I also am so pleased that the days are now getting longer!

    may you all have not only a fantastic Christmas but also a happy and healthy 2009, with many thanks and every blessing,


  8. Mrs Green says:

    Hi Indiebird; we all have to do what feels right for us – there is no right and wrong. Having a plastic tree at least will last for many years and may even get passed onto your children. My first Christmas tree was our old family one πŸ™‚

    Hi Rachael, good to see you again, The 365 days of trash website is wonderful; I’m an avid reader πŸ™‚

    Hi Mrs A. I think there are a few aspects of celebrations throughout the year that really have meaning for us, so we have to find ways around it. For LMG, as I have mentioned before, it’s the crackers. Fortunately we have come up with a solution that still means we have crackers, but they are of a zero waste flavour. Your Christmas tree sounds lovely and satisfies your need whilst caring about the environment – what could be better?

    Thank you John. It’s been a good year, we’ve all had some fun, learned a lot and now Christmas gives us the opportunity to learn even more! Have a great time yourself.

    Hi Greenlady; I loved hearing about Solstice and what it means to you. I have to say it resonates with me much more than Christmas. For now I am happy for LMG to make the choice about when we celebrate next year. She gets quite fixed in her ways and I think it might be hard for her to change, so we will continue to celebrate both days unless she decides otherwise. If I didn’t have a child, it would be solstice all the way!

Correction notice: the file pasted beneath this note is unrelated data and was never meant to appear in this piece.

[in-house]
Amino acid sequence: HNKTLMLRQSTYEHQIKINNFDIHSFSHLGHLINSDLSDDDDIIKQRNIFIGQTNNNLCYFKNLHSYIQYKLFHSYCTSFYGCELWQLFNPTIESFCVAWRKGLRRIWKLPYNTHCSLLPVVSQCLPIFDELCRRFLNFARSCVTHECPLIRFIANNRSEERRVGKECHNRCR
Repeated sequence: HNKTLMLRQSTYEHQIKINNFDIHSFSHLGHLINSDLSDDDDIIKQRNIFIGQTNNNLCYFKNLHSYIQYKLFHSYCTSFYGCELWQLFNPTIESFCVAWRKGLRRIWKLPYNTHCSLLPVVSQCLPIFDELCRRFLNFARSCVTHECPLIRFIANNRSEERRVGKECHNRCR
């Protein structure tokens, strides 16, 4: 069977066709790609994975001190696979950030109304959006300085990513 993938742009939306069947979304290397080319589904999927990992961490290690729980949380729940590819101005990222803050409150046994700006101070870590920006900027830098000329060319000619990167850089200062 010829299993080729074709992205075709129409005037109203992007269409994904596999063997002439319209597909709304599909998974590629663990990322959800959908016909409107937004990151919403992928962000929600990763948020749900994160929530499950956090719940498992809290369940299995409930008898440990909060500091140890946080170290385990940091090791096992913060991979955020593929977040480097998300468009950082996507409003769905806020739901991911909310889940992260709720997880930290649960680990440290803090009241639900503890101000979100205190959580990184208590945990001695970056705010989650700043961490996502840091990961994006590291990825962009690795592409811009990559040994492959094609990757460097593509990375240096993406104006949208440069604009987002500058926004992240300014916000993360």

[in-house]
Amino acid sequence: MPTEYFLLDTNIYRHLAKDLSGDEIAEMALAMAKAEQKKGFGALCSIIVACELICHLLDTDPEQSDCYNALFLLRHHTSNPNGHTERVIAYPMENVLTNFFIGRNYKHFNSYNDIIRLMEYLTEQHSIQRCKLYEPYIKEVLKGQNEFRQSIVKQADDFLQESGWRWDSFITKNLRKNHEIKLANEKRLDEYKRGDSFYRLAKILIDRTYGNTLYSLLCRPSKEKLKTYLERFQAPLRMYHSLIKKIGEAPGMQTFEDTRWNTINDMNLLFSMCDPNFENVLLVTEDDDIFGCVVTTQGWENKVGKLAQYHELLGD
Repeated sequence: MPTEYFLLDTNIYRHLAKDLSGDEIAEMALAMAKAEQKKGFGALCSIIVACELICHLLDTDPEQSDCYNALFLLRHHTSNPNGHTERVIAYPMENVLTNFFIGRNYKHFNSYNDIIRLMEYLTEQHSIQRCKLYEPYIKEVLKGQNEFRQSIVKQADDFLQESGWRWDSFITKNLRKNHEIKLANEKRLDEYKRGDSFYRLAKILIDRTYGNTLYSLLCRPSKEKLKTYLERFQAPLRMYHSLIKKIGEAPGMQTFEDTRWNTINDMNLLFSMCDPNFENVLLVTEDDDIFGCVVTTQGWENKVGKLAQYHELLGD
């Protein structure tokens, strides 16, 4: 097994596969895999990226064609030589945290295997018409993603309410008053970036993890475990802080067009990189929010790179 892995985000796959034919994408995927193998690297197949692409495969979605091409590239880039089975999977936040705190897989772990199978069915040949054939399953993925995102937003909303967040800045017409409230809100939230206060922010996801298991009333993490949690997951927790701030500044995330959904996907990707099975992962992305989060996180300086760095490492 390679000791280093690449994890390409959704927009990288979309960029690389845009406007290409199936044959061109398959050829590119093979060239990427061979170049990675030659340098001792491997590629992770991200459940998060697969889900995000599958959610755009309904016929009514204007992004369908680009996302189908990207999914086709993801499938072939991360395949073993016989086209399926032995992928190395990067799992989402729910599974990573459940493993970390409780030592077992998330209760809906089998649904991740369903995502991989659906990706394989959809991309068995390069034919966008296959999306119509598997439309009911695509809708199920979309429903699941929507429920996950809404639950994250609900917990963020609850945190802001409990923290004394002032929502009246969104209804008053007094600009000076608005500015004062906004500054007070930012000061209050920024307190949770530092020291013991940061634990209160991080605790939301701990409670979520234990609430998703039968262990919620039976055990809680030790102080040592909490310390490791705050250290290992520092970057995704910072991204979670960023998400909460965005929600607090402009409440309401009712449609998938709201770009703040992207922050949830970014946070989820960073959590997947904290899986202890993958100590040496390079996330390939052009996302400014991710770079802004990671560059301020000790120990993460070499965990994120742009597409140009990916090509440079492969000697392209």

Hi Thinking Woman; I love the idea of you running off to wrap things up throughout the day. I too had a Grandma who used to carefully open presents and re-use the paper. We thought she was tight then and used to laugh at her, but some of that gene has reached right through to me and now I truly get it! And like you, we found unused presents when we cleared out her house πŸ˜€
    Have fun with the keyboard!

    Hi Peter, how amazing you have kept your tree indoors for three years! I’ve never heard of anyone achieving that – congratulations! It will be lovely to plant it and go to visit.
    Have a wonderful Christmas too and may all your desires manifest during 2009.

  9. Fr. Peter says:

    Mmm, it did read that way didn’t it… No, I planted it outside between each Christmas.

  10. Poppy says:

    My husband’s grandmother was the butt of the family jokes for many years, both before and after her death for her frugal ways. At this time of year that would have included carefully removing wrapping paper and putting it to one side to iron ready for next year. I think the ironing may have finacially cost her more than buying new paper, but the thought was there.

    She also kept a book in which she logged all her in-comings and out-goings and every item that she bought. That book would tell a few tales now I’m sure.

  11. Mrs Green says:

    Peter πŸ˜€ I get it now! Thanks for the clarification.

    poppy, I would love to read through that book too – I bet it could be a best seller now πŸ™‚